And thus was born the idea of the “chill vibes” raid team. Not a B team, not a simple “casual” team – still progression focused, but tying that up in a specific ideal of fun environment, teaching, and willingness to learn. The conclusion I came to was that I could find enough folks to fill such a team, do so without causing the other team to be unable to raid, and create more matched environments for both, where things could be more tailored to fit each team specifically. I wanted it to create a space where I could help bring back in the disaffected raiders, and where I could get an environment that I wanted to play in as well. I thought over the idea for seconds at a time over literal months to land on that pitch, from June until late October, and then I started making offers. I expected it to take a long time and a lot of convincing, but it was ultimately the easiest recruiting I’ve ever done in my life – less that 500 total words of text to snag a minimum viable group with a few possible additions to bring it as high as 15 people in total. In just 5 days and 9 messages, I had pulled it off.

My original intention, based on my time in FFXIV, was to build a second raid team that could coexist within the guild structure, with its own autonomy and ability to set terms and self-determine. In the end, I got enough asks to create a new guild, because some of the behaviors that were pushing people out do not stop at the boundary of a raid group, and so I repurposed my bank guild for the task.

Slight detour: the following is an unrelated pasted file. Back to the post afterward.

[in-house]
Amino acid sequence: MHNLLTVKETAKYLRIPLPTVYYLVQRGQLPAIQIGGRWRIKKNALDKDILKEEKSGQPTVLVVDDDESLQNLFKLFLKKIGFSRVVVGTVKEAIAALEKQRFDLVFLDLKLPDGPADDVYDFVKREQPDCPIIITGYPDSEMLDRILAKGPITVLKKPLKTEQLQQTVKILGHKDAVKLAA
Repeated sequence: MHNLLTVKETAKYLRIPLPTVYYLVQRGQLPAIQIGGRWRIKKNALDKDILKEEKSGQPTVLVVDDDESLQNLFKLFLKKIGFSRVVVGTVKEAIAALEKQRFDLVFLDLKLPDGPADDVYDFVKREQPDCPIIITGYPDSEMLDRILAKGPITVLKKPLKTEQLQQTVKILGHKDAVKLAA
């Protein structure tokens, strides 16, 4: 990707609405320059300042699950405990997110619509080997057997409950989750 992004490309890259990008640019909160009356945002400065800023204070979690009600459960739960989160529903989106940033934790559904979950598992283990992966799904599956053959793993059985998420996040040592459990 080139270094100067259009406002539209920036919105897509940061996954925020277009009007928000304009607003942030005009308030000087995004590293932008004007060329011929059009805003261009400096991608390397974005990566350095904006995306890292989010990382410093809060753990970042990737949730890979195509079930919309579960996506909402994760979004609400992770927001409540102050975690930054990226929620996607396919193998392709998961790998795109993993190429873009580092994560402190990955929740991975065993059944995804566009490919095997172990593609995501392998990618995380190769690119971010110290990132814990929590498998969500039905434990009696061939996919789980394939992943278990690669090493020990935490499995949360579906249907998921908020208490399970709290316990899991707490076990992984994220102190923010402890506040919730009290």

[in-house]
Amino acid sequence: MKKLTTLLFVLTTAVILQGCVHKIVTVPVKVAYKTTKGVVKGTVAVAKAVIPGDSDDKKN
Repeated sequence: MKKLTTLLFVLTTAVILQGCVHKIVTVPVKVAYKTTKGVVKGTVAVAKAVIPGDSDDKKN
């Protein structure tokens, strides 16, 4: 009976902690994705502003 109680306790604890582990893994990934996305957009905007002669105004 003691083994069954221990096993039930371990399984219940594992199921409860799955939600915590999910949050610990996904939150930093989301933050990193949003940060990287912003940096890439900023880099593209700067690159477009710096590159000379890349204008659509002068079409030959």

I wanted things to be drama-free, as much as was possible, so I made sure to build carefully in a way that did not pull apart friend groups within the guild, made my pitch more about how I wanted things to run with less emphasis on the contrast of environments (which was fairly obvious anyways), and before moving to the full split, I told all the officers what I had done as a point of courtesy. Not to be convinced, not to convince, and not to debate – just out of a sense of respect. I’ve also been pretty restrained here in describing what happened – I will say that I have strong negative opinions about some aspects of how things like the incident were handled, but realistically, it’s not worth litigating at this point.

In 2011, I helped form that guild when we splintered off from the guild that we had been in through Wrath of the Lich King, due to an absent leader playing Rift. It was the right move then, and it renewed our group energy and sense of focus in the game – it led to some of the most enjoyable years in WoW I’ve ever had. Even in the downturn of Cataclysm, things felt pretty great, and I think that is the power of community in an MMO. My journey through Shadowlands, in and out of the game, has largely been a contemplation on community in the game. I’ve been insulated from the worst elements of the WoW community in many ways by building my own, but once that control was lost, I could see a deterioration in the social environment I had helped built, and I felt that keenly. As it became apparent that the social environment was beyond meaningful repair, what was there left to do? I stayed out, until I decided that there was something I could do – build anew. I could attempt to recapture that energy, put everyone that I trusted to be chill together with a common purpose, both to correct my own inaction when I had some level of ability to try and fix things but also to simply create a point from which we could move forward.

My hope is that things go really well in Dragonflight. The game itself has seemingly made some strides to be better, and with a fresh raid group ready to tackle it on agreeable terms, I’m excited to see what comes of it. Maybe it will be great, maybe it won’t, but either way, I’ve put together a path forward that I think serves up better outcomes than just simply returning to the game as-is, or just simply staying away.